A 600 pF capacitor is charged by a 200 V supply.
Question:

A 600 pF capacitor is charged by a 200 V supply. It is then disconnected from the supply and is connected to another uncharged 600 pF capacitor. How much electrostatic energy is lost in the process?

Solution:

Capacitance of the capacitor, C = 600 pF

Potential difference, V = 200 V

Electrostatic energy stored in the capacitor is given by,

$E=\frac{1}{2} C V^{2}$

$=\frac{1}{2} \times\left(600 \times 10^{-12}\right) \times(200)^{2}$

$=1.2 \times 10^{-5} \mathrm{~J}$

If supply is disconnected from the capacitor and another capacitor of capacitance $C=600 \mathrm{pF}$ is connected to it, then equivalent capacitance (C) of the combination is given by,$\frac{1}{C^{\prime}}=\frac{1}{C}+\frac{1}{C}$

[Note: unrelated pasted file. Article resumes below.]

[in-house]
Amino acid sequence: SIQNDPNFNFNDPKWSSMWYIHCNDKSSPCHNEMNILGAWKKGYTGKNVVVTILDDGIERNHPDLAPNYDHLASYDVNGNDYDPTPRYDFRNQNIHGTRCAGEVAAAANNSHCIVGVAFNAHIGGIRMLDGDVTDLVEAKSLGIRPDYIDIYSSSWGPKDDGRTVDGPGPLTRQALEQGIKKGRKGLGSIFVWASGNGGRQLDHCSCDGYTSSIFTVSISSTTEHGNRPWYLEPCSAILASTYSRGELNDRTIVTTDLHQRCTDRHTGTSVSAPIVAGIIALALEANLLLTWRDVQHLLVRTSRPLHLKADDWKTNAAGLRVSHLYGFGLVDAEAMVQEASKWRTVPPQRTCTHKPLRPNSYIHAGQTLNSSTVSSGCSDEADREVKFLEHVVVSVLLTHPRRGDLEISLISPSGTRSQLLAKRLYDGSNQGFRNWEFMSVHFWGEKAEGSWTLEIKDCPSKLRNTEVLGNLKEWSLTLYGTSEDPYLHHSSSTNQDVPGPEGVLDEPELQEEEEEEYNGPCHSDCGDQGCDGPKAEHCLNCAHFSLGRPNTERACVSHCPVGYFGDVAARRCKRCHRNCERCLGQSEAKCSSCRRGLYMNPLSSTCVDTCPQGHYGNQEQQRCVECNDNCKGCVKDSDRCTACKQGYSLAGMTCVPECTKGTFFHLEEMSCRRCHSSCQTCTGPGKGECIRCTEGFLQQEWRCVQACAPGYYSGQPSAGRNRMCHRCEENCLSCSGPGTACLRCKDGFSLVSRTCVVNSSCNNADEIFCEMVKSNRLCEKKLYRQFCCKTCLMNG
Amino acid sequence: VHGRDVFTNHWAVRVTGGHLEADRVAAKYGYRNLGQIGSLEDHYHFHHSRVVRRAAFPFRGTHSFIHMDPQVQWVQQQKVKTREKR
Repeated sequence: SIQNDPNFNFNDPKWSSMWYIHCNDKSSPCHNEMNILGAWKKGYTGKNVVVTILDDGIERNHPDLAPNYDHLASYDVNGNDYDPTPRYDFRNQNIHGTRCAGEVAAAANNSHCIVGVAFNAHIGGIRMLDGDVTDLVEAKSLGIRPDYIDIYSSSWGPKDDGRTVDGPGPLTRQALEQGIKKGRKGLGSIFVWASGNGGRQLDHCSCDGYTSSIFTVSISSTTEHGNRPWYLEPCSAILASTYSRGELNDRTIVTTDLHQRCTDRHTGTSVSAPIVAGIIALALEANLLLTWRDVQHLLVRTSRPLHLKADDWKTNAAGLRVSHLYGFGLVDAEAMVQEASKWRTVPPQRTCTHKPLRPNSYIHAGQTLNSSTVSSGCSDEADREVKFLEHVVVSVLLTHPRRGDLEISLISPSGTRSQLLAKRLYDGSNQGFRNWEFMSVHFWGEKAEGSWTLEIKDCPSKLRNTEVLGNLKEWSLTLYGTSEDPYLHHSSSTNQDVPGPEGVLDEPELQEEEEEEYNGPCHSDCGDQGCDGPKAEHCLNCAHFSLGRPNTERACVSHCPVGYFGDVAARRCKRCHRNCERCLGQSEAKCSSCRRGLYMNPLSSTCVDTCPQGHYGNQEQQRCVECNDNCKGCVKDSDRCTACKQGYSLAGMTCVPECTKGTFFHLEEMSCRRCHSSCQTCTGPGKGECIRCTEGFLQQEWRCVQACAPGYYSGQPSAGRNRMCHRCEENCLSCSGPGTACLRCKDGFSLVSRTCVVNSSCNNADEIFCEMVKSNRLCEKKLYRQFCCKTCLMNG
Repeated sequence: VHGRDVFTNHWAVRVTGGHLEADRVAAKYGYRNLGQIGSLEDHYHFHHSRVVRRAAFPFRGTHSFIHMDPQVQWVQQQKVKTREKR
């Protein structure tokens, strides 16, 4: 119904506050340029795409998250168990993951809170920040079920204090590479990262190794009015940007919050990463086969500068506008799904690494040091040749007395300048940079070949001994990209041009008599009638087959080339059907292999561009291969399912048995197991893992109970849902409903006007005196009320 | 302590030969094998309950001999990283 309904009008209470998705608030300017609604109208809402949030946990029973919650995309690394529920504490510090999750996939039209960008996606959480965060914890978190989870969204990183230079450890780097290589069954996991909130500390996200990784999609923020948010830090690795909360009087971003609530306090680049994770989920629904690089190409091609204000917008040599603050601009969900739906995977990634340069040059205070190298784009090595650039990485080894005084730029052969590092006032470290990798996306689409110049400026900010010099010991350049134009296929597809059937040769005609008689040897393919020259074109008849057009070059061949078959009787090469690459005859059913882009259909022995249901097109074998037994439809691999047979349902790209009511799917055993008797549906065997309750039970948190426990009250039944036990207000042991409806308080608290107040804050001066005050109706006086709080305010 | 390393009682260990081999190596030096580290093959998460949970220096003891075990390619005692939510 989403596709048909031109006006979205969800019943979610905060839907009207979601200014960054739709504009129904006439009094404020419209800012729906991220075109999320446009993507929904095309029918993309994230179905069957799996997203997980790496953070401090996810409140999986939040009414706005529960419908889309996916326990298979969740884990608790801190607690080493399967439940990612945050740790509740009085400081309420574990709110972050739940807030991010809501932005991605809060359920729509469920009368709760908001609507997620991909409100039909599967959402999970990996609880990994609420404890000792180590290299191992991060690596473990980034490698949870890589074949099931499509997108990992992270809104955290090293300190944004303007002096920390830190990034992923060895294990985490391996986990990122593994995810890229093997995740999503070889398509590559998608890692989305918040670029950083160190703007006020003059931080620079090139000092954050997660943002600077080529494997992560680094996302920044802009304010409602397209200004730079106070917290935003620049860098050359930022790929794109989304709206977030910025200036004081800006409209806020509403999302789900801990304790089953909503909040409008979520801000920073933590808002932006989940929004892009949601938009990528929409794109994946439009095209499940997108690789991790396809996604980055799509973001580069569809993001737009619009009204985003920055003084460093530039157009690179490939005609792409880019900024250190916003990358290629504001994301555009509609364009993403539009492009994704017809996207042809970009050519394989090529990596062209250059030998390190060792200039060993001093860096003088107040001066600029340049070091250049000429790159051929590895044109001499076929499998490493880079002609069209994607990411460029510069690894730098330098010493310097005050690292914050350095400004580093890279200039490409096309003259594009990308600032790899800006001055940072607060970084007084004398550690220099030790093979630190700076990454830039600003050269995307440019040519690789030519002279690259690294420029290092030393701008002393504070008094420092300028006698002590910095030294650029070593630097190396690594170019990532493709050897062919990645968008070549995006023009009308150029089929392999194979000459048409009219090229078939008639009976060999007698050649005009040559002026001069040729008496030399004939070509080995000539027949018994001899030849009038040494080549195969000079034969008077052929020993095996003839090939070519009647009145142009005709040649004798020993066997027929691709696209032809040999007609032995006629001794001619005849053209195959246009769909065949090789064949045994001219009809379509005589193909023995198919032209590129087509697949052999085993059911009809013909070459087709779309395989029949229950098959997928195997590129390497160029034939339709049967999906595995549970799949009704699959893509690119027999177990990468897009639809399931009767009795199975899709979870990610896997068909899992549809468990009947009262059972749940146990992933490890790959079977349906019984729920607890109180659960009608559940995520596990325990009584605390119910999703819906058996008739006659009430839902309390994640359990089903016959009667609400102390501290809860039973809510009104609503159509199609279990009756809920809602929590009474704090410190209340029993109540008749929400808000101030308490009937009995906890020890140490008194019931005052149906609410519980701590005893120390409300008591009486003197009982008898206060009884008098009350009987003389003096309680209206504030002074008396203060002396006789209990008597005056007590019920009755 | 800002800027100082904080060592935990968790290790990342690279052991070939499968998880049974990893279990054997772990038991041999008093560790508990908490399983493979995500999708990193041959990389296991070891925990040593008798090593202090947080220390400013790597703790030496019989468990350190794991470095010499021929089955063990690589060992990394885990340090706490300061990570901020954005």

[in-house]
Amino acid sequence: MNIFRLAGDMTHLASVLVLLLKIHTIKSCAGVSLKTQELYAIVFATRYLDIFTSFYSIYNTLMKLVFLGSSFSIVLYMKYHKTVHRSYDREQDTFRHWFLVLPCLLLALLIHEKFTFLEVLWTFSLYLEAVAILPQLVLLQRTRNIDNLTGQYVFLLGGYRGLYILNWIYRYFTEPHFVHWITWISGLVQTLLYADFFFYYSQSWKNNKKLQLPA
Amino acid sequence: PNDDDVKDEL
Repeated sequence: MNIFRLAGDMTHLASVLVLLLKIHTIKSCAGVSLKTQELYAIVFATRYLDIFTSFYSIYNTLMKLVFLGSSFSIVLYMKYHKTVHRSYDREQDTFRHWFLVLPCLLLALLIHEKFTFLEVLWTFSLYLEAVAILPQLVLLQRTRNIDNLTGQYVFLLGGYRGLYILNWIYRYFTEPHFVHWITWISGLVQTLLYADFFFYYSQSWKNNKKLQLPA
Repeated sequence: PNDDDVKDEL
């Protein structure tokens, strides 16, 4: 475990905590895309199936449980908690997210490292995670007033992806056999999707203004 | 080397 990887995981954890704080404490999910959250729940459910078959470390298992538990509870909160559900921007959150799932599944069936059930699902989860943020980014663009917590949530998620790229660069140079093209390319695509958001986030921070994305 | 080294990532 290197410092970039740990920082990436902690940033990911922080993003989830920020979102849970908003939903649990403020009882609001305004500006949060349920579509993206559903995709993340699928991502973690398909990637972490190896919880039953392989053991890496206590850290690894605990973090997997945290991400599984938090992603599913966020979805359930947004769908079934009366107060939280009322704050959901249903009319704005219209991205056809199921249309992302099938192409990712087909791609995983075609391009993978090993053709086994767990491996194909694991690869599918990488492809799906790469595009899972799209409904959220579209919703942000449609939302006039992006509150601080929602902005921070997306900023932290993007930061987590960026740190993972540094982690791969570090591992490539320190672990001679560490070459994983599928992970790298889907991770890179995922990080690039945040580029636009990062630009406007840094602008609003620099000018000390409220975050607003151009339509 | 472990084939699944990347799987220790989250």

$\frac{1}{C^{\prime}}=\frac{1}{C}+\frac{1}{C}$

$=\frac{1}{600}+\frac{1}{600}=\frac{2}{600}=\frac{1}{300}$

$\therefore C^{\prime}=300 \mathrm{pF}$

New electrostatic energy can be calculated as

$E^{\prime}=\frac{1}{2} \times C^{\prime} \times V^{2}$

$=\frac{1}{2} \times 300 \times(200)^{2}$

$=0.6 \times 10^{-5} \mathrm{~J}$

Loss in electrostatic energy $=E-E^{\prime}$

$=1.2 \times 10^{-5}-0.6 \times 10^{-5}$

$=0.6 \times 10^{-5}$

$=6 \times 10^{-6} \mathrm{~J}$

Therefore, the electrostatic energy lost in the process is $6 \times 10^{-6} \mathrm{~J}$.

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